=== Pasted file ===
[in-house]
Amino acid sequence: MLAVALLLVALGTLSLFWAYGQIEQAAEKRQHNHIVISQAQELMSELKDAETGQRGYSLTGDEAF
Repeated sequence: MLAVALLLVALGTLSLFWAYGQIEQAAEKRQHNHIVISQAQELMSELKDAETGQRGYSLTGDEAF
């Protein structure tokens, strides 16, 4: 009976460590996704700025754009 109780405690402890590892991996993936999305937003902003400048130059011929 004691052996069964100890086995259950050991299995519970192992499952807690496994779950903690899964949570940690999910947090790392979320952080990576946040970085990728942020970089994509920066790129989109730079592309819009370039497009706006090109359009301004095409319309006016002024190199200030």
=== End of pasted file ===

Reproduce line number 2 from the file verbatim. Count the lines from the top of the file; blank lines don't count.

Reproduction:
Amino acid sequence: MLAVALLLVALGTLSLFWAYGQIEQAAEKRQHNHIVISQAQELMSELKDAETGQRGYSLTGDEAF